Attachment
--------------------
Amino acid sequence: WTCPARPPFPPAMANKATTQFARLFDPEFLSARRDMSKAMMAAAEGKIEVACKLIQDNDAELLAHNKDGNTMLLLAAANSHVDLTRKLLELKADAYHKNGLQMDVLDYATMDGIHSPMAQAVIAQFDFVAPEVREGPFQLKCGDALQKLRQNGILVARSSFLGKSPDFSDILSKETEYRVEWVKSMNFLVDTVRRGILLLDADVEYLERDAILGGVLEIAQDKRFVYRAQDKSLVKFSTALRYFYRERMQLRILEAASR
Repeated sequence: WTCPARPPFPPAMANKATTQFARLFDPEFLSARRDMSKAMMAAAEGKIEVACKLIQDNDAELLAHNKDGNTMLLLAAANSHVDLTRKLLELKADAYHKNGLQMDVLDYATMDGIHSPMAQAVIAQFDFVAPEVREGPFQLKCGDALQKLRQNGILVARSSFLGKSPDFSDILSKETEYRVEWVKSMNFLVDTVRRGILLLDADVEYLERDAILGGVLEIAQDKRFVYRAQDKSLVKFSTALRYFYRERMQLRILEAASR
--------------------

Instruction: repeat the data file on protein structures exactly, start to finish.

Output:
Amino acid sequence: WTCPARPPFPPAMANKATTQFARLFDPEFLSARRDMSKAMMAAAEGKIEVACKLIQDNDAELLAHNKDGNTMLLLAAANSHVDLTRKLLELKADAYHKNGLQMDVLDYATMDGIHSPMAQAVIAQFDFVAPEVREGPFQLKCGDALQKLRQNGILVARSSFLGKSPDFSDILSKETEYRVEWVKSMNFLVDTVRRGILLLDADVEYLERDAILGGVLEIAQDKRFVYRAQDKSLVKFSTALRYFYRERMQLRILEAASR
Repeated sequence: WTCPARPPFPPAMANKATTQFARLFDPEFLSARRDMSKAMMAAAEGKIEVACKLIQDNDAELLAHNKDGNTMLLLAAANSHVDLTRKLLELKADAYHKNGLQMDVLDYATMDGIHSPMAQAVIAQFDFVAPEVREGPFQLKCGDALQKLRQNGILVARSSFLGKSPDFSDILSKETEYRVEWVKSMNFLVDTVRRGILLLDADVEYLERDAILGGVLEIAQDKRFVYRAQDKSLVKFSTALRYFYRERMQLRILEAASR